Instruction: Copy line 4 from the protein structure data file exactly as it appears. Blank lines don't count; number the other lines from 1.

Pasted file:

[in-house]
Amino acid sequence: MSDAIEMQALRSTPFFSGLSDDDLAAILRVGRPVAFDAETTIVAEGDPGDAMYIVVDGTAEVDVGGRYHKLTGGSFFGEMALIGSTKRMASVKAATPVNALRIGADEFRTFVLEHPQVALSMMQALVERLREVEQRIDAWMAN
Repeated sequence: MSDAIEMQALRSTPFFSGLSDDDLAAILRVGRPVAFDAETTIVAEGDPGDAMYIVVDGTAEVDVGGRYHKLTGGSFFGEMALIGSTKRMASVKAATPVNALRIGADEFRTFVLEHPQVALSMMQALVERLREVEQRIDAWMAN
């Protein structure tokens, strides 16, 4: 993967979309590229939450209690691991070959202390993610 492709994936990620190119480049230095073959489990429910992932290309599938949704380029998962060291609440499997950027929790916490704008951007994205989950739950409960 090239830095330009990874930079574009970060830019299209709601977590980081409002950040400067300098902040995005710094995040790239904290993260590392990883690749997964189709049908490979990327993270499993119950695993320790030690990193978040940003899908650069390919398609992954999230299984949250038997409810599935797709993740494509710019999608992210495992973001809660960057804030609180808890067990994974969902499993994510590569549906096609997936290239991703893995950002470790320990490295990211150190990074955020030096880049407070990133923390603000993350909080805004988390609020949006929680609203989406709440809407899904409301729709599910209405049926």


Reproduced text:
């Protein structure tokens, strides 16, 4: 993967979309590229939450209690691991070959202390993610 492709994936990620190119480049230095073959489990429910992932290309599938949704380029998962060291609440499997950027929790916490704008951007994205989950739950409960 090239830095330009990874930079574009970060830019299209709601977590980081409002950040400067300098902040995005710094995040790239904290993260590392990883690749997964189709049908490979990327993270499993119950695993320790030690990193978040940003899908650069390919398609992954999230299984949250038997409810599935797709993740494509710019999608992210495992973001809660960057804030609180808890067990994974969902499993994510590569549906096609997936290239991703893995950002470790320990490295990211150190990074955020030096880049407070990133923390603000993350909080805004988390609020949006929680609203989406709440809407899904409301729709599910209405049926």